How to Start a Banyan Tree From Seed
The Banyan tree is a close relative of the fig tree and a larger version of the ficus tree. These trees have large, thick roots that protrude from the trunk. The Banyan prefers warm, tropical weather, as frost can kill it. When full-grown, its leaves can be 10 inches long. Growing a Banyan tree from a seed requires starting it indoors and letting it grow into a seedling before replanting it outdoors.
Slice the plastic milk jug in half with the scissors. Discard the upper half. Place the bottom half on a flat surface.
Pour 6 inches of potting soil into the bottom section of the milk jug. Use your fingers to even out and lightly pack the soil. Once it is set, poke a 2-inch hole into the top center of the potting soil.
Place a Banyan tree seed into the hole that you have just created in the potting soil. Cover the seed entirely, but do not tightly pack the soil over it.
Pour the water into a glass. Scoop up some of the water with your hand and gently flick the water over the seed implanted in the soil. Do this several times until the water is moist, but not soaked. Pouring the water directly from the glass over the seed may displace it or drown it.
Check the soil every day, making sure to keep it moist. After a week you will see tiny green shoots starting to poke out of the soil. Once the tree seedling is 3 inches to 4 inches tall, it is ready to be transplanted outside.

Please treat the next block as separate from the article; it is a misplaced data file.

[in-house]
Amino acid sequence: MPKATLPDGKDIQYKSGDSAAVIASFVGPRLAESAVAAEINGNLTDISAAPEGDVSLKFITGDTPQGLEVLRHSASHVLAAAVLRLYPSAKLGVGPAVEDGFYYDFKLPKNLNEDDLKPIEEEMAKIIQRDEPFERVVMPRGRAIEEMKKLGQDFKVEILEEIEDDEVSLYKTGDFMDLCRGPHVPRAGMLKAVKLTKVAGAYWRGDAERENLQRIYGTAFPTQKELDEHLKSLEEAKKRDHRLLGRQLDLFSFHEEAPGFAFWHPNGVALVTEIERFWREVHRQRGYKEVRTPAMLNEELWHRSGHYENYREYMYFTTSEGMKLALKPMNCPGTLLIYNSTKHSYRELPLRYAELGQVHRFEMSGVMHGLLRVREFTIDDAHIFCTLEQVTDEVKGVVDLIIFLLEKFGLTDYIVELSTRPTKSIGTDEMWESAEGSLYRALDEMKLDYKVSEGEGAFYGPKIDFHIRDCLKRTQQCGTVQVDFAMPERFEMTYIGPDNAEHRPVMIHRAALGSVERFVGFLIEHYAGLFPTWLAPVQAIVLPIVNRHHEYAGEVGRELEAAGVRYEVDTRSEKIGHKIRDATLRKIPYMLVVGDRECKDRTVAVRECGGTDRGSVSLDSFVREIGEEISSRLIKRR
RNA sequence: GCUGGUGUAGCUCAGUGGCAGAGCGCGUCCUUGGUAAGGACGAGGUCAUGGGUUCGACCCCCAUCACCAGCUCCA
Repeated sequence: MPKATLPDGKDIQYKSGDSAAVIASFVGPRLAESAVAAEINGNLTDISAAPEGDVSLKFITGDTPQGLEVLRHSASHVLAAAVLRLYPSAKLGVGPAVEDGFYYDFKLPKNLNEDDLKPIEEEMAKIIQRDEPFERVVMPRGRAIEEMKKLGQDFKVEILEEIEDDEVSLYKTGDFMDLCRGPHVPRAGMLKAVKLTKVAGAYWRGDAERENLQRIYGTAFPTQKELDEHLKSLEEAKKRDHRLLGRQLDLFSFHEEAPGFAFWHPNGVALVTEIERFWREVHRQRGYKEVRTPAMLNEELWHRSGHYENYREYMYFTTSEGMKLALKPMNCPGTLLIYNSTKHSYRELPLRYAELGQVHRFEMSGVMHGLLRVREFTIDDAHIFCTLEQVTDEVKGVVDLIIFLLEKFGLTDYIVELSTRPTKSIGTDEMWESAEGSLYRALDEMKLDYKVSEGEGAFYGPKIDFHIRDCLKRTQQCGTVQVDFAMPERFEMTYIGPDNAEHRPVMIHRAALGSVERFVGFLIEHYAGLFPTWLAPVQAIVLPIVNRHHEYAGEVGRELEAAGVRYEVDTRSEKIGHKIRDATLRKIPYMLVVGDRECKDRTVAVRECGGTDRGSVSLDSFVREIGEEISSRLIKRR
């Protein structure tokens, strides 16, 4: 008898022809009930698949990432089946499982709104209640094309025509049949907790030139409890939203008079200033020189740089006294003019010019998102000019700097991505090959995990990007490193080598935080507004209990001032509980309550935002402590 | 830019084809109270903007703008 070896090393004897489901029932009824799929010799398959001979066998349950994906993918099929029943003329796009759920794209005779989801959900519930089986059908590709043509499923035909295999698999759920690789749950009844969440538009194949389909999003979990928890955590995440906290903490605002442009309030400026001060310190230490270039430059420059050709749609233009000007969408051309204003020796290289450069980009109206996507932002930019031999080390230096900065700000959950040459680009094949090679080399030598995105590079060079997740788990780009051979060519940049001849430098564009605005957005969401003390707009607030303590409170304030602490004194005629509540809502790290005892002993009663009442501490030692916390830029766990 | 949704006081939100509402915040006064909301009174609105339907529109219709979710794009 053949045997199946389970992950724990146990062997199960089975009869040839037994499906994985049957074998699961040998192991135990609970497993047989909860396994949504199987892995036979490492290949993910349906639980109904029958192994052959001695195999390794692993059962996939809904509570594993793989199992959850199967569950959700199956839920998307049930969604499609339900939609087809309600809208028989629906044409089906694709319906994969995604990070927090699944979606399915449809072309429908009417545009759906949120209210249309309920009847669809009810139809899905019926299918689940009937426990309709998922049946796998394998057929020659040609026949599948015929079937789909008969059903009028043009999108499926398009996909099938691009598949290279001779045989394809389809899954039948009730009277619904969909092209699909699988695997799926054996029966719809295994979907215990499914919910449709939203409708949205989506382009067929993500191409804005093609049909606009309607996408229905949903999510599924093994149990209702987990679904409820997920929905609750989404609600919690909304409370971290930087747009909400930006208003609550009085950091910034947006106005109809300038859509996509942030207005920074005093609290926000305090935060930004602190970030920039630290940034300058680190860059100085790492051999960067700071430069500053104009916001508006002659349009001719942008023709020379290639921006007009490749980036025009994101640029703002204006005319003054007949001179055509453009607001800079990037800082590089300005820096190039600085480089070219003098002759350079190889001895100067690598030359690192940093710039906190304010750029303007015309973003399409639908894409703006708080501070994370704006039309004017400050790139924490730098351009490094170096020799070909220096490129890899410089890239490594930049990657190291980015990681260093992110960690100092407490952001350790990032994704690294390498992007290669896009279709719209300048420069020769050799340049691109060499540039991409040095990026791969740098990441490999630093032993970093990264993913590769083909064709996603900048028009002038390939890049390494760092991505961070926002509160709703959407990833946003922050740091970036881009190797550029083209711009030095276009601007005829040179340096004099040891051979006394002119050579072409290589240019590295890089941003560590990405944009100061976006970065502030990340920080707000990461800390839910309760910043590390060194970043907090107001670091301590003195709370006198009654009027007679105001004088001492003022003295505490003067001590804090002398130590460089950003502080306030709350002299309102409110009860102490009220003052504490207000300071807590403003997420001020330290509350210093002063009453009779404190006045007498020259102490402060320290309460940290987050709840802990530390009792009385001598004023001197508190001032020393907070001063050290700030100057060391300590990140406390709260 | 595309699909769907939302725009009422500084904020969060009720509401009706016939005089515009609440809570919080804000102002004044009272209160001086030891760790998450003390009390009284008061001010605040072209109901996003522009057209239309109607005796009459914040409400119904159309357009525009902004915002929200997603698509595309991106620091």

Find a location in your yard for the tree. Banyan trees need full sunlight or partial shade and must have an open 4-foot to 5-foot diameter around it so that it has room to grow. Dig a 6-inch hole in your yard with the trowel. Carefully remove the seedling from the milk jug and place it in the hole in ground. Gently fill in the hole, making sure to not cover the Banyan tree. Sprinkle some water over the seedling.
Amanda Hevener has been a freelance writer and photographer since 2006. She is a member of the Akron Press Club. Her writing has appeared on SeededBuzz, Swords.com, Baseball Fandom and Deep Left Field. She reviews restaurants for AltOhio and other websites. She has a Bachelor of Arts in journalism and English from Ashland University.